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EV Chargers: Building a Sustainable Framework

Business | November 23, 2022 | By Kausika Raajan Varatharaajan Ev Chargers

The year is 2030. Internal Combustion Engine (ICE) vehicles have almost been phased out. More than half the vehicles on the road are Electric Vehicles (EVs) and shared e-mobility services are now common. In addition, gasoline and diesel usage are reduced, EV chargers are available in the right places with optimal charging options, and the majority of electricity comes from renewable resources rather than fossil fuels. The air is cleaner, fresher, and richer than before.

Well…one can only hope that the vision for 2030 unfolds as per plan! Getting back to reality, we are still in the middle of the climate crisis. Something which we have recently begun to pay serious attention to. And the focus will be on EV adoption. Which is an alternative to gasoline and diesel vehicles, leading us toward a sustainable future.


Growing adoption rate

Automotive electric vehicles have been on the market for much longer than internal combustion engines. The first electric vehicle was put into motion in the early 1830s. In spite of this, ICEs have dominated the automotive industry because of several factors. The abundant availability of oil, long-range, low total cost of ownership, and maintenance compared to EVs, to name a few. In the years that followed, several innovations gradually pushed the electric car industry to where we are now. The hyper-electric car age. As a result of the push for greater environmental responsibility, EV sales worldwide is on the rise, thanks to the efforts of governments, technology companies, manufacturers, etc.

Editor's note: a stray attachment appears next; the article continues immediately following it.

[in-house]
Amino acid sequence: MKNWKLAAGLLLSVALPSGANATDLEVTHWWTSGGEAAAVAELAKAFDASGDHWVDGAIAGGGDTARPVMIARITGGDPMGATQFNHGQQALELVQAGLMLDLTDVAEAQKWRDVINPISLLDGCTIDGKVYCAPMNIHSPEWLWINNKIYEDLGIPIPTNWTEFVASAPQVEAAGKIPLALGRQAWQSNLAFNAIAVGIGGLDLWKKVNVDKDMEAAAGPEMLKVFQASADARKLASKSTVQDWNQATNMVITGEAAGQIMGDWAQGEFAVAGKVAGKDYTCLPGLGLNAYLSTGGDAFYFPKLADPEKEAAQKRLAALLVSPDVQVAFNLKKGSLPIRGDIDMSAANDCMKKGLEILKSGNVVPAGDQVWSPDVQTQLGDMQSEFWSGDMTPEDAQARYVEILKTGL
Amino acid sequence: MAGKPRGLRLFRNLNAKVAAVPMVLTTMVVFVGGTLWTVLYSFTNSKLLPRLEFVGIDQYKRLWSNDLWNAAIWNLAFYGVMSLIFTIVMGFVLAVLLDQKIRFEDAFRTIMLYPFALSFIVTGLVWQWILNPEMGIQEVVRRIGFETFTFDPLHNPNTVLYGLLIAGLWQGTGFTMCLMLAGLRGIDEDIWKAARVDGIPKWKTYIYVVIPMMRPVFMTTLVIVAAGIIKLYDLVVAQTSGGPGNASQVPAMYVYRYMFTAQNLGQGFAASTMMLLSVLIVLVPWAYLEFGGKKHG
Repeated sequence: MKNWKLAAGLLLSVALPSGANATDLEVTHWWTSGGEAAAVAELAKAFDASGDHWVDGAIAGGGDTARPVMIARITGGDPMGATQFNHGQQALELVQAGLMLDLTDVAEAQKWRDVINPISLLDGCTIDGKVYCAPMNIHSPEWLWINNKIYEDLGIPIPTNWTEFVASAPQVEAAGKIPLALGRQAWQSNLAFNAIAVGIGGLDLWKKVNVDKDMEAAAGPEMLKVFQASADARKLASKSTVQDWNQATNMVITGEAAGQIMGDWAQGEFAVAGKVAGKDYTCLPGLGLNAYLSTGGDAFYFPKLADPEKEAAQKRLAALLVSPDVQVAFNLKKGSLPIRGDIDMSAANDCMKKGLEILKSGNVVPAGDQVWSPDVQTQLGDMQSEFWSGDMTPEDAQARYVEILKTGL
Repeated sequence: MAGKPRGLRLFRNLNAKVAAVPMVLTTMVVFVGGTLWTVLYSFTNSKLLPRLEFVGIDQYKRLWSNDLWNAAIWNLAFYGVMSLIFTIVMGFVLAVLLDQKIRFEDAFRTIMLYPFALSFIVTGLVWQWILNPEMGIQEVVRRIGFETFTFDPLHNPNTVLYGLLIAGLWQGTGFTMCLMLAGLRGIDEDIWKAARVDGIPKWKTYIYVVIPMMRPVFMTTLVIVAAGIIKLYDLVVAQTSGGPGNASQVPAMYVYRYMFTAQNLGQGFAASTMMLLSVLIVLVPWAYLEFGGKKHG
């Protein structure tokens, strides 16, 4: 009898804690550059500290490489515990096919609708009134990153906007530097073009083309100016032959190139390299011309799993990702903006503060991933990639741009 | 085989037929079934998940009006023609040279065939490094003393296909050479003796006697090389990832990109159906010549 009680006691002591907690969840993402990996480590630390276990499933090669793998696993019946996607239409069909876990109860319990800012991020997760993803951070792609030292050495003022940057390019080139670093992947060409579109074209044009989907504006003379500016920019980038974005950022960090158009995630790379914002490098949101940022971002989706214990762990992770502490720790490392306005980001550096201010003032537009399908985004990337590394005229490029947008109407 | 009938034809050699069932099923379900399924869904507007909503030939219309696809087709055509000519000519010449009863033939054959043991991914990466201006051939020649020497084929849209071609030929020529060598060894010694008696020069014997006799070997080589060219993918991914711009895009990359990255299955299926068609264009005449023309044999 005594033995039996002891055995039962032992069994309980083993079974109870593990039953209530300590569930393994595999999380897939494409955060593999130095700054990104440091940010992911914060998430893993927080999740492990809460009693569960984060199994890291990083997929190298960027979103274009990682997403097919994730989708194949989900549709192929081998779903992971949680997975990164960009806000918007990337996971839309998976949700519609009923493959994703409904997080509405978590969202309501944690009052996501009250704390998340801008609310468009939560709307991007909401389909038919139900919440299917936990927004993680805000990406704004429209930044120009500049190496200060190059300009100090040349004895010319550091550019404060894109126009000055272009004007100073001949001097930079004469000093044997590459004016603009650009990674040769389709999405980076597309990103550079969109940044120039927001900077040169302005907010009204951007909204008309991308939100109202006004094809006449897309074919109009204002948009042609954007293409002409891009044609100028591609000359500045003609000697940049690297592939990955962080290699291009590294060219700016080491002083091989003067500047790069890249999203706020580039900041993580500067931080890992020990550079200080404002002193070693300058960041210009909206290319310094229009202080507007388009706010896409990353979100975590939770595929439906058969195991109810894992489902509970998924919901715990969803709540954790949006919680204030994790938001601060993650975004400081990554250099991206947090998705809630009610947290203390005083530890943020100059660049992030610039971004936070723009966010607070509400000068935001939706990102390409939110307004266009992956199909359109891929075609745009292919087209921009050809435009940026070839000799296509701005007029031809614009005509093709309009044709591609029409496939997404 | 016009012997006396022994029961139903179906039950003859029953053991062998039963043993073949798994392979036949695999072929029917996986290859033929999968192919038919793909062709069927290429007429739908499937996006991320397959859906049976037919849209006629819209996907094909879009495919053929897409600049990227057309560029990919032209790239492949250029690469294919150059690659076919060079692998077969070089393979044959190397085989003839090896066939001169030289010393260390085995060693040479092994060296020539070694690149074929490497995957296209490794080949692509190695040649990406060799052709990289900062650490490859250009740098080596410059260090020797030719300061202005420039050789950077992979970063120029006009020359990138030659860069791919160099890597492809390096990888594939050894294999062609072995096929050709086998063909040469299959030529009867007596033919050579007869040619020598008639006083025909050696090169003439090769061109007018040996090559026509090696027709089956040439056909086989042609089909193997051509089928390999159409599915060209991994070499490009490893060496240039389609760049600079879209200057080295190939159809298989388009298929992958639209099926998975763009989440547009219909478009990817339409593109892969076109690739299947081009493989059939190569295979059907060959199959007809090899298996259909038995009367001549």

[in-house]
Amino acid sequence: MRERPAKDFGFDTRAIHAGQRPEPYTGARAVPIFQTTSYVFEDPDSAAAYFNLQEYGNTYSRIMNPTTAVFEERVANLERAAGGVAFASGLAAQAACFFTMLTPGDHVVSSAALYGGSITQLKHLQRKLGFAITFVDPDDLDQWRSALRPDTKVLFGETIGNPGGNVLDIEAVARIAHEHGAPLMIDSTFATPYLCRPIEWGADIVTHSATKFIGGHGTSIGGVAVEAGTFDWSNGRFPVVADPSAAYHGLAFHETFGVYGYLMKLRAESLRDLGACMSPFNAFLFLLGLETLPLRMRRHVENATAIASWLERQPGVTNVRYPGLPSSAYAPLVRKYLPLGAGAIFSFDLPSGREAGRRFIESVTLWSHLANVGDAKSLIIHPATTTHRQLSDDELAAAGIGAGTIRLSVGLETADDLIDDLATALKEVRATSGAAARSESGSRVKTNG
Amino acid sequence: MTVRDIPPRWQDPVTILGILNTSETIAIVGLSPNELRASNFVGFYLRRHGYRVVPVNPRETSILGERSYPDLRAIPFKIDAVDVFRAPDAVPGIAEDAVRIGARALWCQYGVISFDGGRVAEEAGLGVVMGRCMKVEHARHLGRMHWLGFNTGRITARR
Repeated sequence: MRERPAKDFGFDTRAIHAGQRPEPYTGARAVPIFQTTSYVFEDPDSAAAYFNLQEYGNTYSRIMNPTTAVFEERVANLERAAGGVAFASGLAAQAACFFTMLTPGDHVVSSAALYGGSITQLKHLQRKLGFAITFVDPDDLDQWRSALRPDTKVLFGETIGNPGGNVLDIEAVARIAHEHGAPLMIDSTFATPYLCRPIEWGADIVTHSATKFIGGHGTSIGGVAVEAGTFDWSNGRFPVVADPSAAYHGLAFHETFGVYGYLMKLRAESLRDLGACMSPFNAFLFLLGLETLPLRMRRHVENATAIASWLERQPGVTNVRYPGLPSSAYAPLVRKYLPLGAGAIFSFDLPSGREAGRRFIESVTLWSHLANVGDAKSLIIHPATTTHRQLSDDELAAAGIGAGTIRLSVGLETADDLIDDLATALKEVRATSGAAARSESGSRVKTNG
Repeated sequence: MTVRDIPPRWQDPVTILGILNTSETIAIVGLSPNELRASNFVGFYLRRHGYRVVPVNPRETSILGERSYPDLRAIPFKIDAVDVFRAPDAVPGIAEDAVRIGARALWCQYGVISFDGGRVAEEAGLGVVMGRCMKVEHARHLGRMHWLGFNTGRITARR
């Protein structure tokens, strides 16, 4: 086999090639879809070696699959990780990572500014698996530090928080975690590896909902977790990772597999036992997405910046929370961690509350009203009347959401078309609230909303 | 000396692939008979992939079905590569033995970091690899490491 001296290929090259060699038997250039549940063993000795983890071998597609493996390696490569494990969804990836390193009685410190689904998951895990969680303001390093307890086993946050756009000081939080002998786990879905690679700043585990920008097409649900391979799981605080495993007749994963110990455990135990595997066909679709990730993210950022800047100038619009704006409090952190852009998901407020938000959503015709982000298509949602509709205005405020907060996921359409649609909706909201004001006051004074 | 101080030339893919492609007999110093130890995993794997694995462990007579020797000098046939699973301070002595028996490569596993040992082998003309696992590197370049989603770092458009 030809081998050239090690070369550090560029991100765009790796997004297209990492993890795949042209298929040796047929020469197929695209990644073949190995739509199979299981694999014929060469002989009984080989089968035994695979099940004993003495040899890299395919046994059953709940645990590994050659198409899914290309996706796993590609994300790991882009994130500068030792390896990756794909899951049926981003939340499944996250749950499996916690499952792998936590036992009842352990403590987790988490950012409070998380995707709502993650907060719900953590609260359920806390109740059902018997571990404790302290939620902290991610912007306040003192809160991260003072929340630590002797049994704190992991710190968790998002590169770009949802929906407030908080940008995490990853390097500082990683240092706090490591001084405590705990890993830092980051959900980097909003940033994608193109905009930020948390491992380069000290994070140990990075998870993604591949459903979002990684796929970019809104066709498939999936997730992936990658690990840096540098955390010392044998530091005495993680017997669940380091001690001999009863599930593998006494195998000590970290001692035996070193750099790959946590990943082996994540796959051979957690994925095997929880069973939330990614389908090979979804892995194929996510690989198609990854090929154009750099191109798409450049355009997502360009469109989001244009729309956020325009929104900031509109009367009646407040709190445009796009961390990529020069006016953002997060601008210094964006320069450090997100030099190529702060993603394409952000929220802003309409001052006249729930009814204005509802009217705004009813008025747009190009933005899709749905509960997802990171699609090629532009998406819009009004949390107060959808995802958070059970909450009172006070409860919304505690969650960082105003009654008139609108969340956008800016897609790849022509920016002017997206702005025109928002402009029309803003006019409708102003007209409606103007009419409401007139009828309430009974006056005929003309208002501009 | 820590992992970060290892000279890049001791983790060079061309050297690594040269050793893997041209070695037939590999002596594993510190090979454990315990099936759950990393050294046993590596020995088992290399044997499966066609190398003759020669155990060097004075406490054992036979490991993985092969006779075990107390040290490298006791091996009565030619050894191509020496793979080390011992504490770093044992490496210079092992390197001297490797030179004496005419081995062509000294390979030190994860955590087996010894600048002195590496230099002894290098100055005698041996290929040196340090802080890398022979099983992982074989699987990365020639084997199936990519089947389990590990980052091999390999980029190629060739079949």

At a global level, sales of fully electric vehicles crossed the tipping point of 5%, according to a Bloomberg analysis, sometime last year. And a total of 19 countries have surpassed 5% YOY growth, which includes the U.S. as well. But why the number 5%? Well, most technological advancements, especially the successful ones – electricity, telephones, mobile phones, televisions, and even the internet – follow an S-shaped curve for adoption. And in the case of EVs, 5% is when mainstream demand overtakes early adopters.

In terms of numbers, global EV sales – including Battery Electric Vehicles (BEVs) and Plug-in Hybrid Electric Vehicles (PHEVs) combined – were at 4.3 million units in H1 2022, up 61% from H1 2021, and is expected to increase by 57% by the end of 2022. In the USA and Canada alone, new EV sales have increased by 49% in H1 2022.

Though the numbers paint a rosy picture, the reality on the ground is a bittersweet one. Sweet because an increase in EV sales means we are moving towards zero-direct emission-vehicles on the road. Bitter because there are multiple challenges on the path to sustainable mobility. And one of them will be to ensure the availability of accessible, reliable, and sustainable charging infrastructure.


The power conundrum

Insufficient EV Chargers